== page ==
FAB 600 Finance for Food and Agribusiness. This course is the study of financial management applied to problems and opportunities faced by firms which operate in the food and agricultural sectors. Financial management, performance measurements, long- and short-term investment analysis, capital structures, risk management, credit risk assessments, lender-borrower relationships, financial contracting and leasing vs. ownership will be applied to the agribusiness decision making. We will go well beyond the introductory period and actually use financial tools to better manage the decision making process. 3 credits. Fall or Spring. Online. Prerequisite: FAB 510 with a B or better or instructor approval

FAB 610 Personnel Management for the Food System. This course is the study of applied personnel management as faced by firms which operate in the food and agricultural sectors. Emphasis is placed on the unique aspects of labor laws, labor management, compensation, productivity, performance, recruitment, training, development and terminating employees with regard to a multicultural workforce. Course includes application through the use of reproduced and live case problems. 3 credits. Fall or Spring. Online. Prerequisite: FAB 500 or instructor approval.

FAB 640 Food Labeling. Food label regulation is necessary for efficient markets that provide maximized net benefits to both consumers and producers. Students develop a keen understanding of the subtle messaging on food packaging through analysis of consumer perceptions of food product attributes, private and public benefits and costs of labeling, and the goals of government policy with respect to nutrition, health and food safety, and consumer and producer rights. Students consider the policy and economic implications of food labels, and learn how to develop food labels for food brands. The rationale and rules of government food label regulations are discussed and debated. Topics include the economic analysis of food labels, food label requirements, nutrition and health claims, misbranding, adulteration, third party verification, bioterrorism, religious and dietary labeling, and the past and future of food labeling. 3 credits. Spring or Fall. Online. Prerequisite: Graduate level standing or instructor approval.

FAB 650 Marketing in Agribusiness and the Food System. Students construct creative marketing plans for food products. Marketing decisions are supported by methodical analysis of the marketing environment and consumer behavior. Factors specific to food markets are studied in high detail and used to practice strategic, creative decision making. 3 credits. Fall or Spring. Online. Prerequisites: Graduate level standing and FAB 530 or instructor approval.

FAB 660 Agricultural and Food Policy. Understand the needs and reasons for policy, mechanisms for program implementation and administration, and analytical and evaluation tools to assess agricultural and food policy. Topics are motivated by a systems approach to agricultural production and food distribution, and include U.S. farm policy goals and programs, U.S. trade and international development policy, environmental policy options and consequences, food assistance and nutrition policy, and consumer-driven policy issues regarding food systems. 3 credits. Fall or Spring. Online. Prerequisite: FAB 530 or instructor approval.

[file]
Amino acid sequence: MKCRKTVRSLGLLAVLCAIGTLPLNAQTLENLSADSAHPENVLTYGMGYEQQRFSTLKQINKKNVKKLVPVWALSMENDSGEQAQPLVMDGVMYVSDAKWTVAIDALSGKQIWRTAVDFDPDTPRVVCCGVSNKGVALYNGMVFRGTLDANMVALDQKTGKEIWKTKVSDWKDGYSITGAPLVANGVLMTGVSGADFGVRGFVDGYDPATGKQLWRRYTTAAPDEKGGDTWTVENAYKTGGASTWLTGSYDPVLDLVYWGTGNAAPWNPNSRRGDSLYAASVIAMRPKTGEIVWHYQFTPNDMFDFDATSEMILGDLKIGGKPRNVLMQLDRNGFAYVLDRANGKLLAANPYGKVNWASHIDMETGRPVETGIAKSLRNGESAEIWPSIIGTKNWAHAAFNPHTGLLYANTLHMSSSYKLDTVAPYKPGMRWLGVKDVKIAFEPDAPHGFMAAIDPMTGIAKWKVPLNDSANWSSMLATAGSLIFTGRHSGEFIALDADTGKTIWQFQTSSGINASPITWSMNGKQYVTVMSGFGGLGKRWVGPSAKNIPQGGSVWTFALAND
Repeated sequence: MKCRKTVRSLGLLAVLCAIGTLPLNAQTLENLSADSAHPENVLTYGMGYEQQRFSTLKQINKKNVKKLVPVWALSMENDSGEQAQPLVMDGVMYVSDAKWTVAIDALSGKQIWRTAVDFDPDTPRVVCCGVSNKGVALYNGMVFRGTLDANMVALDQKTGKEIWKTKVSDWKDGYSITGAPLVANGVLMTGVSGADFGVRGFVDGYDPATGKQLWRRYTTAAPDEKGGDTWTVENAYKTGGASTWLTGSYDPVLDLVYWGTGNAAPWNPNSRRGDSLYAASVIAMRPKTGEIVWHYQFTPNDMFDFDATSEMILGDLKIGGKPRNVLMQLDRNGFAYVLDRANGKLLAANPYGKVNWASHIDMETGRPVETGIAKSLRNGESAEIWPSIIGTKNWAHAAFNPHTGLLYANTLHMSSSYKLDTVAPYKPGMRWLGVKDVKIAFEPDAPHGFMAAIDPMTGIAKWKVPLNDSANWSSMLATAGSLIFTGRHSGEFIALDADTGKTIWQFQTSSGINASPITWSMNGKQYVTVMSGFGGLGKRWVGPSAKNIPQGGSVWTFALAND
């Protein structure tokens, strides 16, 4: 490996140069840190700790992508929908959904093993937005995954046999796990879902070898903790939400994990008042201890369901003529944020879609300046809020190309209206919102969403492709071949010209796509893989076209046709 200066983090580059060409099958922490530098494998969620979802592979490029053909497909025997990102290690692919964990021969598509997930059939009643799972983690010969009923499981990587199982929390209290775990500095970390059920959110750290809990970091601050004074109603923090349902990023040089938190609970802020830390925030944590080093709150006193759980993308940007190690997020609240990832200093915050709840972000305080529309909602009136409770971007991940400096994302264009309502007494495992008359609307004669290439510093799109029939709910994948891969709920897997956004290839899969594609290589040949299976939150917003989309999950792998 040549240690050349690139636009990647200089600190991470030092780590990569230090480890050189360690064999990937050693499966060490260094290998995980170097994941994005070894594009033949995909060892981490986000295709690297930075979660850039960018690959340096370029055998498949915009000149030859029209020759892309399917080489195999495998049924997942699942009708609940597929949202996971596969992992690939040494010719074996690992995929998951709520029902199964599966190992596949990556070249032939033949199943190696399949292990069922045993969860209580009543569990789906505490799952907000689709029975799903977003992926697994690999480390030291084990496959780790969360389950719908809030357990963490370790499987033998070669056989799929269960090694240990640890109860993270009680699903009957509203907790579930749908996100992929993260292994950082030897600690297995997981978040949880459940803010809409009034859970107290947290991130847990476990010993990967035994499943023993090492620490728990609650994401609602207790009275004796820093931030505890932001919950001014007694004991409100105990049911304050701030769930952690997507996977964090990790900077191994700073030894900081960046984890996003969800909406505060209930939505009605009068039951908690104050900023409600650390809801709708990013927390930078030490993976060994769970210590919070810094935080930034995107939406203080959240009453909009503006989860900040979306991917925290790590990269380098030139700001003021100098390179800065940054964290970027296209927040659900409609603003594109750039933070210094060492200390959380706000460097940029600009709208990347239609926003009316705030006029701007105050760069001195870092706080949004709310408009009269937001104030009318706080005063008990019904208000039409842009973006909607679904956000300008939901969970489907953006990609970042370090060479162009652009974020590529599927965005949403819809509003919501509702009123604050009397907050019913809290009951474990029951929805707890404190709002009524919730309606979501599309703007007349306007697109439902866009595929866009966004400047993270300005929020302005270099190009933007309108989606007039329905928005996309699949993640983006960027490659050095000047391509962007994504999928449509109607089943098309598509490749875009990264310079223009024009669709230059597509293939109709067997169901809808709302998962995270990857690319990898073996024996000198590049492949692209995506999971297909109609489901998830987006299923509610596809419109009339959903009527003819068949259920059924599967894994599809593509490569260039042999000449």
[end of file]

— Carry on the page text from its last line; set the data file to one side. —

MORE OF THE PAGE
FAB 670 Seminar. Students and faculty delve deep into a special topic or project germane to the food and fiber system. High levels of participation are expected. Seminars may include paper readings and discussions, industry studies, business studies, research projects, marketing projects, data analysis, guest speakers and lectures. Topics and credits will change each semester at the discretion of the instructor. The purpose is to provide a forum in which students and professors can apply expertise to fresh topics on a continuing basis. Contact the FAB program coordinator for details before enrolling. Course is repeatable for credit up to three times provided Seminar content differs. Online, 1-3 credits, fall or spring semester, Prerequisite: Graduate standing.

FAB 680 Project Capstone. Students and faculty work closely together on student Master’s Projects. Students learn how to formulate a research question, research design, acquire data, manage a project, present results, craft a report or article, construct a narrative and distribute outputs. Food and agribusiness (FAB) master’s students are required to pass either FAB 680 or FAB 690, but not both. 3 Credits. Fall or Spring. Online. Prerequisites: FAB 500, FAB 510, FAB 530.

FAB 690 Agribusiness Consulting. Graduate students, working in consulting teams, will act as top managers to apply the concepts and tools they have developed in food and agribusiness (FAB) courses to an agribusiness of their choice. Consulting teams will analyze an agribusiness organization, make recommendations to enhance the competitiveness of the organization, and students will present their implementation plan to the organizations’ top executives. FAB master’s students are required to pass either FAB 680 or FAB 690, but not both. 3 credits. Fall or Spring. Online. Prerequisites: FAB 500, FAB 510, FAB 530.